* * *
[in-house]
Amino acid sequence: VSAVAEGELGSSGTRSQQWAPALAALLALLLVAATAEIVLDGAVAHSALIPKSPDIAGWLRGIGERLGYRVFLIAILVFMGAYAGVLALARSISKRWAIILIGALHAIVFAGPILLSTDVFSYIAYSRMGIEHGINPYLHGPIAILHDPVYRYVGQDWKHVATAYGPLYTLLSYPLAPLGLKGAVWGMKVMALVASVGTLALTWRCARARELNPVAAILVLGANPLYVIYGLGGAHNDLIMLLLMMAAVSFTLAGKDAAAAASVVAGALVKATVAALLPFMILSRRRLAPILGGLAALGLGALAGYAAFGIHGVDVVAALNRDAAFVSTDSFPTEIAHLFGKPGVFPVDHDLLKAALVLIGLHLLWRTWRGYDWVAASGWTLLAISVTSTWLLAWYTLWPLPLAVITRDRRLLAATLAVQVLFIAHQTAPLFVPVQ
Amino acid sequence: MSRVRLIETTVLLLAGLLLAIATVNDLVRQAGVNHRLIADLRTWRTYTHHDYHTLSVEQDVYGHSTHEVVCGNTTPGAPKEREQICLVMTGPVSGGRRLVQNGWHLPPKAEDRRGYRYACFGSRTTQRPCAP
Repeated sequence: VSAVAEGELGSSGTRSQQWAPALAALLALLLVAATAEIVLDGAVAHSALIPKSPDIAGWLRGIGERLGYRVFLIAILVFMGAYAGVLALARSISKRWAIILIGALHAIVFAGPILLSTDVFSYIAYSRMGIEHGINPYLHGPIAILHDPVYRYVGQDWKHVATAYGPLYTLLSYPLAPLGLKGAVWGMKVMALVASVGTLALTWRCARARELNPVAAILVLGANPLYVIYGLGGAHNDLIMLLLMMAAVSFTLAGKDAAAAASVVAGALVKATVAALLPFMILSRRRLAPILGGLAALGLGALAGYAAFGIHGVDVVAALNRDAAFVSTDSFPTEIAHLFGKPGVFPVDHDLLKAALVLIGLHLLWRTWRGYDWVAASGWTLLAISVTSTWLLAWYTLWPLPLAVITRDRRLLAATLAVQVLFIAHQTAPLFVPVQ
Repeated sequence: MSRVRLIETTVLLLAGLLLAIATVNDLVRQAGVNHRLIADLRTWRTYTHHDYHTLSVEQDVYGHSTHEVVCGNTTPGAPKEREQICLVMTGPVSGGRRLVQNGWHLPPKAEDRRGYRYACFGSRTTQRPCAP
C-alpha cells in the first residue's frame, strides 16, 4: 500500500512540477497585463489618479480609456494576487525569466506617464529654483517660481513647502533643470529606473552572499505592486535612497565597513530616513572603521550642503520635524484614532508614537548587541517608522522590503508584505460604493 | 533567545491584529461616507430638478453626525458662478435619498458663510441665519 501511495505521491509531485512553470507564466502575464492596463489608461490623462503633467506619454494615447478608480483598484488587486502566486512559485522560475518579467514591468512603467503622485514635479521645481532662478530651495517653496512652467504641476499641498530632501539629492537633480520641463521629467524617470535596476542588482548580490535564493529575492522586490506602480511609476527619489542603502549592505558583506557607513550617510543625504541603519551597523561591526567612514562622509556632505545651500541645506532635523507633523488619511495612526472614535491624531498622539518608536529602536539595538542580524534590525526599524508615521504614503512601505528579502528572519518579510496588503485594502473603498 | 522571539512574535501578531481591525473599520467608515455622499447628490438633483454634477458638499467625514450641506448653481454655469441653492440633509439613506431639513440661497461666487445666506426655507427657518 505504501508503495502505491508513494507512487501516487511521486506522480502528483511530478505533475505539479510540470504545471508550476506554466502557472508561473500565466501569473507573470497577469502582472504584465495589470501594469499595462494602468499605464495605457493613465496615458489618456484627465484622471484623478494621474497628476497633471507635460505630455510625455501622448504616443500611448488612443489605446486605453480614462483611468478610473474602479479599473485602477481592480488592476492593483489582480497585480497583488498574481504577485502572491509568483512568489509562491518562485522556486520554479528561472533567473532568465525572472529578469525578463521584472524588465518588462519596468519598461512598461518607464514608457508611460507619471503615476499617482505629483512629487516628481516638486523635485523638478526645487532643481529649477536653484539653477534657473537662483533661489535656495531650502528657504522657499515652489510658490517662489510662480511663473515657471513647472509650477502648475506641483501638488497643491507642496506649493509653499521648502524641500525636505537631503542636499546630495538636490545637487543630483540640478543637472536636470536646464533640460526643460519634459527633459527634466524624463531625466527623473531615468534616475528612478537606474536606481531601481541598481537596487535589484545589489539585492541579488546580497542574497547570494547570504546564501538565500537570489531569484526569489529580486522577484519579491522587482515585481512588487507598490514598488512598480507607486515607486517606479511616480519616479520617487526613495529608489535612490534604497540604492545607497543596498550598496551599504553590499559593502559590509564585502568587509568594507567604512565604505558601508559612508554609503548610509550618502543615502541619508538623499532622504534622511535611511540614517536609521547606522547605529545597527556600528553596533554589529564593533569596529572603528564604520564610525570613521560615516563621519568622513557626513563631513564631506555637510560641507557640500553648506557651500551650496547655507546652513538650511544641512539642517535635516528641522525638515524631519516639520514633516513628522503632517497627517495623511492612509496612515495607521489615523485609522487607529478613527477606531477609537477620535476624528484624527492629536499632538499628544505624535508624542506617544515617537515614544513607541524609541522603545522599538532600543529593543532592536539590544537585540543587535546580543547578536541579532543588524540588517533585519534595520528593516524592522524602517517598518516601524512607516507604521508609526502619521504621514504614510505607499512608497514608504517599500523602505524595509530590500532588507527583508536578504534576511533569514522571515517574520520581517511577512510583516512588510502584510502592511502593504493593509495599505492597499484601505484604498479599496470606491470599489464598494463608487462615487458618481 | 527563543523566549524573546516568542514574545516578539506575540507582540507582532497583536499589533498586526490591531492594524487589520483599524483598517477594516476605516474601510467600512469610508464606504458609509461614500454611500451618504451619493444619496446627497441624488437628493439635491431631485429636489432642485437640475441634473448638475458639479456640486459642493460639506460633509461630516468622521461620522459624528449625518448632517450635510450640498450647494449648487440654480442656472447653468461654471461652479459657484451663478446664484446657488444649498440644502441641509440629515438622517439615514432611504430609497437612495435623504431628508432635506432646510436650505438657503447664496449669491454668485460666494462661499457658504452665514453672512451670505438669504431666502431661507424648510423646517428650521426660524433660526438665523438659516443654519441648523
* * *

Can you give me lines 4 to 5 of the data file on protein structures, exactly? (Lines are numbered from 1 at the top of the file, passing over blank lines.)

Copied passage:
Repeated sequence: VSAVAEGELGSSGTRSQQWAPALAALLALLLVAATAEIVLDGAVAHSALIPKSPDIAGWLRGIGERLGYRVFLIAILVFMGAYAGVLALARSISKRWAIILIGALHAIVFAGPILLSTDVFSYIAYSRMGIEHGINPYLHGPIAILHDPVYRYVGQDWKHVATAYGPLYTLLSYPLAPLGLKGAVWGMKVMALVASVGTLALTWRCARARELNPVAAILVLGANPLYVIYGLGGAHNDLIMLLLMMAAVSFTLAGKDAAAAASVVAGALVKATVAALLPFMILSRRRLAPILGGLAALGLGALAGYAAFGIHGVDVVAALNRDAAFVSTDSFPTEIAHLFGKPGVFPVDHDLLKAALVLIGLHLLWRTWRGYDWVAASGWTLLAISVTSTWLLAWYTLWPLPLAVITRDRRLLAATLAVQVLFIAHQTAPLFVPVQ
Repeated sequence: MSRVRLIETTVLLLAGLLLAIATVNDLVRQAGVNHRLIADLRTWRTYTHHDYHTLSVEQDVYGHSTHEVVCGNTTPGAPKEREQICLVMTGPVSGGRRLVQNGWHLPPKAEDRRGYRYACFGSRTTQRPCAP